The olfactory region consists of CILIA (Tiny, hair-like structures) projecting down out of the olfactory epithelium into a layer of mucous which is about 60 microns thick. This mucous layer is a fatty-rich secretion that bathes the receptors at the outer surface. The mucous layer is produced by special glands which are present in the olfactory epithelium. The mucous lipids (fats) assist in transporting the odorant molecules, as only volatile materials that are soluble in the mucous can interact with the smell receptors and initiate the signals that our brain interprets as smell. The olfactory cilia are the sites where molecular reception with the odorant occurs and sensory transmission starts.
For a long while it was thought that there are specific receptors for different odorant molecule and smell is initiated only when the right receptor is affected. An interesting feature of the physiology of smell was discovered by the 2004 Nobel Prize winners Linda Buck and Richard Axel. In contrast to the simple but specific key-lock model that governs taste, smell is dictated by a whole set of sensory cells. One type of fragrant molecule interacts with more than one receptor type, so the overall sensation is created by the combination of activated receptors and not a specific receptor as thought prior to their study.
Humans are able to distinguish between around 10,000 different odors. There are a combination of specific odor-sensing receptor cells that are capable of perceiving o it and the accumulation of the mixed information of these receptors pass the information of the “smell” of the specific odorant, on to the brain for their final disclosure. Although all people can identify most of the smells, some people trained as professionals “sniffers” in the fragrance/ cosmetics industry or professional food and wine tasters are considered to be in the high-end of this sensual ability they are more focused in distinguishing between the different odors and subsequently poses higher ability to describe the smell verbally, mainly by association.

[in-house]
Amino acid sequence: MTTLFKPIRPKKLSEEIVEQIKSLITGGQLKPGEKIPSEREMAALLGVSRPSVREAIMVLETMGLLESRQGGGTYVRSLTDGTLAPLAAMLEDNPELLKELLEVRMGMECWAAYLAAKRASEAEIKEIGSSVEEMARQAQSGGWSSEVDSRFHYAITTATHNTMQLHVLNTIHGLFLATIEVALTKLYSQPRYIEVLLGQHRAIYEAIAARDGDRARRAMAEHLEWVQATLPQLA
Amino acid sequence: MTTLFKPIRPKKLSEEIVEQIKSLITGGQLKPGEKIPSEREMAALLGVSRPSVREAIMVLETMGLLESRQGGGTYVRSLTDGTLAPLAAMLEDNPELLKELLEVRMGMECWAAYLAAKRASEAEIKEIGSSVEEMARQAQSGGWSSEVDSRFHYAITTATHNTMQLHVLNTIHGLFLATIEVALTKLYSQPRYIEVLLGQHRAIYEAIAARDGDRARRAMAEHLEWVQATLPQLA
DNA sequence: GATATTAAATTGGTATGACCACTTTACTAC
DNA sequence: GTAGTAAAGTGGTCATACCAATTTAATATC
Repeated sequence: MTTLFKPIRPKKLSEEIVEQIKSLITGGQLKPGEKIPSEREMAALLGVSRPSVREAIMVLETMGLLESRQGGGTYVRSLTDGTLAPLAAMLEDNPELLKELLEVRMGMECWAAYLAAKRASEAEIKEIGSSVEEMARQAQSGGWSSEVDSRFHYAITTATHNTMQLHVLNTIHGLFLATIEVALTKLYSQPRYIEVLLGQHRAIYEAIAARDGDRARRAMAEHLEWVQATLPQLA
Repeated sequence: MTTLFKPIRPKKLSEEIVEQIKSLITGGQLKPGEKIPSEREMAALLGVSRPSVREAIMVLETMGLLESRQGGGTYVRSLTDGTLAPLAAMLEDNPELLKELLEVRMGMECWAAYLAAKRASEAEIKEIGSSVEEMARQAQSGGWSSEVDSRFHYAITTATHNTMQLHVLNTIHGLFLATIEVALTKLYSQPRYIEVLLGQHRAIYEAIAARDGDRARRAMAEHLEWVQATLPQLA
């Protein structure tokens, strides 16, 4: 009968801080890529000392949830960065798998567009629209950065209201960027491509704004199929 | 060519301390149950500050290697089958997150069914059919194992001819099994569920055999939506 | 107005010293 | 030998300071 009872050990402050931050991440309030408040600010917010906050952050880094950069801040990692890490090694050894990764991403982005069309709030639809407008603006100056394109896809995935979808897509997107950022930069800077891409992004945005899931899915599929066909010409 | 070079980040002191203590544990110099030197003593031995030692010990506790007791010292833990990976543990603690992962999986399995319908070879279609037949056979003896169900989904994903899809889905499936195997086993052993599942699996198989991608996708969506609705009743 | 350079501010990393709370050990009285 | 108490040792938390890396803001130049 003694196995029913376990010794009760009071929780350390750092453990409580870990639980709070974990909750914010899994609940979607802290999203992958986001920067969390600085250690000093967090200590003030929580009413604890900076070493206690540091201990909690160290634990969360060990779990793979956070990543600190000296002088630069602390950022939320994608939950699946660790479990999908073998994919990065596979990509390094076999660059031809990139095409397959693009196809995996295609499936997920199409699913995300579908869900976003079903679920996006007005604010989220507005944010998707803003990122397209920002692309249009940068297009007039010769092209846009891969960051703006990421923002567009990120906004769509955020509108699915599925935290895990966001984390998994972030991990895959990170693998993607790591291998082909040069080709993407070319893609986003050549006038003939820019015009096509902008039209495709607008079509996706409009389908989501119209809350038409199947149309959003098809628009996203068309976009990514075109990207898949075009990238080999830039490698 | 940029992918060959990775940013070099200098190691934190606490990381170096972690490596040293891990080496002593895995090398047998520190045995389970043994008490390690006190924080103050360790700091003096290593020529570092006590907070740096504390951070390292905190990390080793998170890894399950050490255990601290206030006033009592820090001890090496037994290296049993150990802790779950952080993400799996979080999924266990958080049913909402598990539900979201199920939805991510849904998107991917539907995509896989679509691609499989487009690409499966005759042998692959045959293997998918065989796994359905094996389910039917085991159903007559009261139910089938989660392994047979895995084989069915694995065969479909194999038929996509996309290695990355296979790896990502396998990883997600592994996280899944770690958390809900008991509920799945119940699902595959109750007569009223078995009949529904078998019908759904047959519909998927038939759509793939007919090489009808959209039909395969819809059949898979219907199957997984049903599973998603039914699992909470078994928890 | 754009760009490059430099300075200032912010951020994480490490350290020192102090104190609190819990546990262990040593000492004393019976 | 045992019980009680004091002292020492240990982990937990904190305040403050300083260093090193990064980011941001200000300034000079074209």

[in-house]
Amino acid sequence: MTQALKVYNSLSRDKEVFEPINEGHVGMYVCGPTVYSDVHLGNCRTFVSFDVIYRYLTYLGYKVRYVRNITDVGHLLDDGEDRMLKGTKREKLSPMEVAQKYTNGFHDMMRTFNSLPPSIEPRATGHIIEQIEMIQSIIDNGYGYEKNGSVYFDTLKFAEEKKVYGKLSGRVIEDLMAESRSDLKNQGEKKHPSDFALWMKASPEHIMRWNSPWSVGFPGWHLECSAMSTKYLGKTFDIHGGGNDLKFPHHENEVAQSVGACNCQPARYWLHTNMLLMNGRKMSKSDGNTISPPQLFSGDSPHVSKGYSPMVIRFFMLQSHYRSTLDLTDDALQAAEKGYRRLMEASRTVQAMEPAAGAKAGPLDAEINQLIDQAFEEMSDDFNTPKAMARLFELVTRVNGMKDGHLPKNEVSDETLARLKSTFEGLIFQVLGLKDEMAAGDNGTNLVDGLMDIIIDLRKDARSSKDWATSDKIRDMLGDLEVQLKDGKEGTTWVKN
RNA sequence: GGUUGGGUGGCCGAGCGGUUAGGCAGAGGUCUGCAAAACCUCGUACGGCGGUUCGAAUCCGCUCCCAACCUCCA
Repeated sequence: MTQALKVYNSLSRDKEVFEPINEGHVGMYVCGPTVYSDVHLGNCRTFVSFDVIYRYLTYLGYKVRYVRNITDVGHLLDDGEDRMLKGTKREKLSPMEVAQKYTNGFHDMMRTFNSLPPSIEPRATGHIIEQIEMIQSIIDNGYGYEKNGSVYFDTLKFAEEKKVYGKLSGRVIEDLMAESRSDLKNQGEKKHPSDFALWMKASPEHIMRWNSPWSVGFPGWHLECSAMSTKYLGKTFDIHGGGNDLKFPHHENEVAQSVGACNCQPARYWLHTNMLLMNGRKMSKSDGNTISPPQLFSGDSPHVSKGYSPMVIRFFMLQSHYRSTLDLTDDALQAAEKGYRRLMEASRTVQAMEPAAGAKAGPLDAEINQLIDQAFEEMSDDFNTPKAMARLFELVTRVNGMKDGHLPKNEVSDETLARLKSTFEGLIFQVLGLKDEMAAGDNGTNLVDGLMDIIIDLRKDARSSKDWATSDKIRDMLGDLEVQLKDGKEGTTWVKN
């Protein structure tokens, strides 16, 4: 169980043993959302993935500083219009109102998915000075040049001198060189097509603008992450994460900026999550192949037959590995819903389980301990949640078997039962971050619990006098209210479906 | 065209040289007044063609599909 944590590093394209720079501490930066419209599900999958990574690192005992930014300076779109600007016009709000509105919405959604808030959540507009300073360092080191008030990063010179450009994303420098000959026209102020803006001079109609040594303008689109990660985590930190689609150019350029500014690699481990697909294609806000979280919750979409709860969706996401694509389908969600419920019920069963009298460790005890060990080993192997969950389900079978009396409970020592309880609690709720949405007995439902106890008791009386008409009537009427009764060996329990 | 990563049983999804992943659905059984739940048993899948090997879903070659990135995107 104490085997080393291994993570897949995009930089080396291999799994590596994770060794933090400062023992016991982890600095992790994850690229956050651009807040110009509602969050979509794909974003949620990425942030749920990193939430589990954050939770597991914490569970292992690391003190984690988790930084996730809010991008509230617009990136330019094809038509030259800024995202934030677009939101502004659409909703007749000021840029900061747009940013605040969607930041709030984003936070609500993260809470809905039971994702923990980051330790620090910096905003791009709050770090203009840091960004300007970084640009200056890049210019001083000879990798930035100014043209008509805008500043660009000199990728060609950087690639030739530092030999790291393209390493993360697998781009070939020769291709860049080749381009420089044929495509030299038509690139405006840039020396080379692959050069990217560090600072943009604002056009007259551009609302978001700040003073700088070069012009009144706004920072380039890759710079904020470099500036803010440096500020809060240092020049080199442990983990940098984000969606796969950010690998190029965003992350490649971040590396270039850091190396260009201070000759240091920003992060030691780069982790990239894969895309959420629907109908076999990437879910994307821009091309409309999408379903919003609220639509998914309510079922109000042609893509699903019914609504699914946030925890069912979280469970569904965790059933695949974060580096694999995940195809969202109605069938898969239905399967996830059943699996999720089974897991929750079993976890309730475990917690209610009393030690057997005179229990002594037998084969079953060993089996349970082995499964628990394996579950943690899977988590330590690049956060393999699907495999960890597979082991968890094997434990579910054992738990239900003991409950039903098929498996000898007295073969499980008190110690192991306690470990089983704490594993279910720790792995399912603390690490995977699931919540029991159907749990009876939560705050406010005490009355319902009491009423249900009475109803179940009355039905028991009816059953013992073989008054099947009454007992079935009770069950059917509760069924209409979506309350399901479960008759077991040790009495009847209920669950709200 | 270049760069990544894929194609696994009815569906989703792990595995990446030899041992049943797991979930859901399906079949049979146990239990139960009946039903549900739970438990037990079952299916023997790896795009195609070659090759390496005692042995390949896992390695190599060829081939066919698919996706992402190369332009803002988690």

Aroma refers to any volatized odor that reaches the olfactory bulb at the top of our nose. This odor can be sensed either through the nose or retro-nasally through the back of the mouth in the form of flavour. When the brain combines the taste stimuli with the aroma stimuli, flavor is perceived. (Tactile sensations such as the astringency from tannin or alcohol also play a role in flavour. Partially from: http://www.cf.ac.uk/biosi/staffinfo/jacob/teaching/sensory/olfact1.html#Tasteandsmell
Groups of Odors:
the Primary odor groups that appear in wine are: Fruity: ethyl acetate, Floral: flowers scent jasmine, roses, Spicy: ginger, pepper, Minty – Herbal: either from the mint family or fresh herbs, Resinous: resin, smoke, Burning: tar, toasted wood, Pungent: vinegar ,formic acid, acetic acid. There are Other Odor groups such as: Ethereal : Dry cleaning chemicals : Musky: muscone, Camphor – the smell of mothballs, eucalyptus oil, Rancid: smell of decomposition (isovaleric acid, butyric acid), Putrid: Foul rotten egg. Many esters have distinctive fruit-like odors, and many occur naturally in the essential oils of plants.
Ethyl acetate is the most common ester in wine, being the product of the most common volatile organic acid — acetic acid, and the ethyl alcohol generated during the fermentation. The aroma of ethyl acetate is most vivid in younger wines and contributes towards the general perception of “fruitiness” in the wine. Excessive amounts of ethyl acetate are considered a wine fault. Exposure to oxygen can exacerbate the fault due to the oxidation of ethanol to acetaldehyde, which leaves the wine with a sharp vinegar-like taste. (from Wikipedia)